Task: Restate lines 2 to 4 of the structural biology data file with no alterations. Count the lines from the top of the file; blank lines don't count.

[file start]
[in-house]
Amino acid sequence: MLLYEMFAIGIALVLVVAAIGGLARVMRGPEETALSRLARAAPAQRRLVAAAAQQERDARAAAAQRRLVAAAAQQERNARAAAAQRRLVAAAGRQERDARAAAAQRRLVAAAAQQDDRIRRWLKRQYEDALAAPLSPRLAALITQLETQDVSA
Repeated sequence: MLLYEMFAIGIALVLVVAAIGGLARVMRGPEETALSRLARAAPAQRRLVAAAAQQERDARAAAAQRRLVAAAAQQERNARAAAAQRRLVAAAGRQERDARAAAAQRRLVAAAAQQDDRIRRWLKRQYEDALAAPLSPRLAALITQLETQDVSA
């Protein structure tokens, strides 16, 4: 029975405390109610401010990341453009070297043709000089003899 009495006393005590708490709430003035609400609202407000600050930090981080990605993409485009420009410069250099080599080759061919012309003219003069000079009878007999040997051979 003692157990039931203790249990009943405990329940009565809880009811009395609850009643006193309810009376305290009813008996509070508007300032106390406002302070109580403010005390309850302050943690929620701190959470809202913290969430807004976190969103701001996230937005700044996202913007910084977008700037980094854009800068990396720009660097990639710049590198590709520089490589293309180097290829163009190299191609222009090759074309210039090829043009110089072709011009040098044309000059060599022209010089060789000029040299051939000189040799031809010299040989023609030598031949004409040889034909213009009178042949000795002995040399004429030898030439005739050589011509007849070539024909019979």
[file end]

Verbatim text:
Amino acid sequence: MLLYEMFAIGIALVLVVAAIGGLARVMRGPEETALSRLARAAPAQRRLVAAAAQQERDARAAAAQRRLVAAAAQQERNARAAAAQRRLVAAAGRQERDARAAAAQRRLVAAAAQQDDRIRRWLKRQYEDALAAPLSPRLAALITQLETQDVSA
Repeated sequence: MLLYEMFAIGIALVLVVAAIGGLARVMRGPEETALSRLARAAPAQRRLVAAAAQQERDARAAAAQRRLVAAAAQQERNARAAAAQRRLVAAAGRQERDARAAAAQRRLVAAAAQQDDRIRRWLKRQYEDALAAPLSPRLAALITQLETQDVSA
């Protein structure tokens, strides 16, 4: 029975405390109610401010990341453009070297043709000089003899 009495006393005590708490709430003035609400609202407000600050930090981080990605993409485009420009410069250099080599080759061919012309003219003069000079009878007999040997051979 003692157990039931203790249990009943405990329940009565809880009811009395609850009643006193309810009376305290009813008996509070508007300032106390406002302070109580403010005390309850302050943690929620701190959470809202913290969430807004976190969103701001996230937005700044996202913007910084977008700037980094854009800068990396720009660097990639710049590198590709520089490589293309180097290829163009190299191609222009090759074309210039090829043009110089072709011009040098044309000059060599022209010089060789000029040299051939000189040799031809010299040989023609030598031949004409040889034909213009009178042949000795002995040399004429030898030439005739050589011509007849070539024909019979």